Here's Why The US Doesn't Need To Panic About An Emerging-Market Meltdown

January saw emerging market currencies take a beating. Investors have been pulling out of emerging market stock and bond funds. And now some are worried that this along with deterioration in those economies will do serious damage in the U.S. stock market and economy.

“We don’t buy this bearish argument. We don’t expect much of a hit to U.S. earnings owing to current difficulties in the emerging markets,” writes Joseph P. Quinlan, chief market strategist at U.S. Trust.

Quinlan has two tables that show us just why he isn’t worried. The first shows that of the top 20 export markets for the U.S. eleven are developing nations “but only two — Brazil (ranked 7th) and India (18th) — are of any significance when it comes to the current problems in the emerging markets.” The other troubled emerging markets, Venezuela, Turkey, Argentina, and South Africa account for a much smaller percentage of its total exports.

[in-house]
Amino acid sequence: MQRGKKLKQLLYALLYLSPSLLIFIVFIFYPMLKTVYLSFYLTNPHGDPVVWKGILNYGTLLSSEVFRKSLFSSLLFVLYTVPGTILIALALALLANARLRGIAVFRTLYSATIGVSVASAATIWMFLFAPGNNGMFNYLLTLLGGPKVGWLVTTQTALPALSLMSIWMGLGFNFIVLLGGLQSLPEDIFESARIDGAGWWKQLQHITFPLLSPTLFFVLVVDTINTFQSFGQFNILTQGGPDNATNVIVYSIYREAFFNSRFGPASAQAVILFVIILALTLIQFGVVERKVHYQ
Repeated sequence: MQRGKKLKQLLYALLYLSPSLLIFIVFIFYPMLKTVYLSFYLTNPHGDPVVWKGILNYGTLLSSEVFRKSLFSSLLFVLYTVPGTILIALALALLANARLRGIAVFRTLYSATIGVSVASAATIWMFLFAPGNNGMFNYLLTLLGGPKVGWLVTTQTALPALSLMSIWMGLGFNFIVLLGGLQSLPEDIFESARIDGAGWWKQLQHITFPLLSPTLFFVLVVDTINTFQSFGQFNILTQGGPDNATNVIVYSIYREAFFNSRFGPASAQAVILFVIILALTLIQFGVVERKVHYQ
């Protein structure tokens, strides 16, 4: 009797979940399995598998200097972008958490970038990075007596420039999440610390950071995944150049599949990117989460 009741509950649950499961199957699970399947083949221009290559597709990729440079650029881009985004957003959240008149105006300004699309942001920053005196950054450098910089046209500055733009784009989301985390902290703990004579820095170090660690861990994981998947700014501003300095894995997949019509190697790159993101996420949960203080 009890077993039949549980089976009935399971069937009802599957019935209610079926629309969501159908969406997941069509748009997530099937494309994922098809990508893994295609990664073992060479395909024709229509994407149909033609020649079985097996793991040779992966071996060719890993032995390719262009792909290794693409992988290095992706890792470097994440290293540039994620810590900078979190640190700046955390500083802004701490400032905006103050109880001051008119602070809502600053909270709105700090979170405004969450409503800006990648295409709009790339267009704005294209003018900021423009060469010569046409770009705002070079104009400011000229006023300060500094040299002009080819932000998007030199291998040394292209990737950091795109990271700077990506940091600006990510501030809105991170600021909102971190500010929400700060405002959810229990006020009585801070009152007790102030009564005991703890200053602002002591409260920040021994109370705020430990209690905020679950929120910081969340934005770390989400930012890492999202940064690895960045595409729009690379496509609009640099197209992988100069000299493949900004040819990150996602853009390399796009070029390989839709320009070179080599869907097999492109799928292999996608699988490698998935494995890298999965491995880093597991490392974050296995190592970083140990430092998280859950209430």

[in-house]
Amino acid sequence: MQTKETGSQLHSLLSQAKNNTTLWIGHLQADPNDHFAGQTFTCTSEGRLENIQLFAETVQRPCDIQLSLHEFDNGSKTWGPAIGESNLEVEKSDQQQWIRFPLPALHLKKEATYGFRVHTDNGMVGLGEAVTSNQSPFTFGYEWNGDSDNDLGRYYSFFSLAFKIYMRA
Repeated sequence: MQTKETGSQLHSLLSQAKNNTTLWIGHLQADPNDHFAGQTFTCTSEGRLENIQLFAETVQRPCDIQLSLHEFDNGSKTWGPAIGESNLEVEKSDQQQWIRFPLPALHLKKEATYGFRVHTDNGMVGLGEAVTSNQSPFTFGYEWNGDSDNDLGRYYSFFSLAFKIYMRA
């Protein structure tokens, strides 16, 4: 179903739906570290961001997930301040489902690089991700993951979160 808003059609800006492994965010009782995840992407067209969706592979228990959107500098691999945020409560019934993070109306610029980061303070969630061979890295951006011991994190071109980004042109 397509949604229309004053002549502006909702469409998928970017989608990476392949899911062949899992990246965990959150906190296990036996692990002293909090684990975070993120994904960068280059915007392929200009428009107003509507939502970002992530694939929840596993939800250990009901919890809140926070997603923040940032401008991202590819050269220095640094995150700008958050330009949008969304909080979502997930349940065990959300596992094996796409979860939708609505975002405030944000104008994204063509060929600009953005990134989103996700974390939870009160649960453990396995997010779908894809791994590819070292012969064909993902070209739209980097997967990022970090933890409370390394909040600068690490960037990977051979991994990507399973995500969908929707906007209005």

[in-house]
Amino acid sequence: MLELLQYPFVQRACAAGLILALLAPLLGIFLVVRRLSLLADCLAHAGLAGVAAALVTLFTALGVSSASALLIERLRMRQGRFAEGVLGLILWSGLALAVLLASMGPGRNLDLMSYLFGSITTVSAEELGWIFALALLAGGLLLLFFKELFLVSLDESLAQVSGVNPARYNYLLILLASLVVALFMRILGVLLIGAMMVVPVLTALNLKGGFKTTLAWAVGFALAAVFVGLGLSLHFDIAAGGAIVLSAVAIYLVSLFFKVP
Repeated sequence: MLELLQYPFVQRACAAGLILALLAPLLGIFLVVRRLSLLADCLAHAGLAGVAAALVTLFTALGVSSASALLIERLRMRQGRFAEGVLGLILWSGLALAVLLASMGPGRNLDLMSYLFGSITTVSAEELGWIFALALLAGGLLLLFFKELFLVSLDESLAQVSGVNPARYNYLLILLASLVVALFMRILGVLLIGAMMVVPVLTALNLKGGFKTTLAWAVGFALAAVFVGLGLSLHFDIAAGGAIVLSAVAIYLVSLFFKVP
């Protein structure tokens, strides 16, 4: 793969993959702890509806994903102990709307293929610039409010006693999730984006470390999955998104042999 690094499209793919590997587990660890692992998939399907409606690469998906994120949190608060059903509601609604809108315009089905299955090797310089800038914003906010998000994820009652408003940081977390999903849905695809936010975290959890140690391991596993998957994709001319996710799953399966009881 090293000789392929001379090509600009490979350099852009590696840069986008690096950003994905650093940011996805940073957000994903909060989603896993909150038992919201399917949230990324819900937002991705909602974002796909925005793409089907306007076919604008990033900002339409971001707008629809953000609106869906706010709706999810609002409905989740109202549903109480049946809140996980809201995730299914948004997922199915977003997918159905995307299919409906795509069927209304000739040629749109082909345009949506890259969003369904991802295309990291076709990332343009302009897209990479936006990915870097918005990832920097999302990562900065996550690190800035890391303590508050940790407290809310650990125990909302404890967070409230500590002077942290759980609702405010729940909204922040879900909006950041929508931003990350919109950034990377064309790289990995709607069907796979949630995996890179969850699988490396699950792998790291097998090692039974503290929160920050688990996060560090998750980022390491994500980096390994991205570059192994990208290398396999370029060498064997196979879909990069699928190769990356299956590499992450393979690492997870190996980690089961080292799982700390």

Moreover, a look at foreign affiliate sales — U.S. firms delivering goods and services through foreign affiliates — shows that only seven emerging markets make the list when we look at the top 20 markets for U.S. foreign affiliate sales. And Quinlan writes that this is a “much better gauge than exports.”

When looked at this way, of the fragile five, only Brazil features in the top 20.

“The emerging markets spoiled January for investors, but it’s far too early to write off the entire year and too soon to give up on our tactical bias toward U.S. equities,” Quinlan writes.

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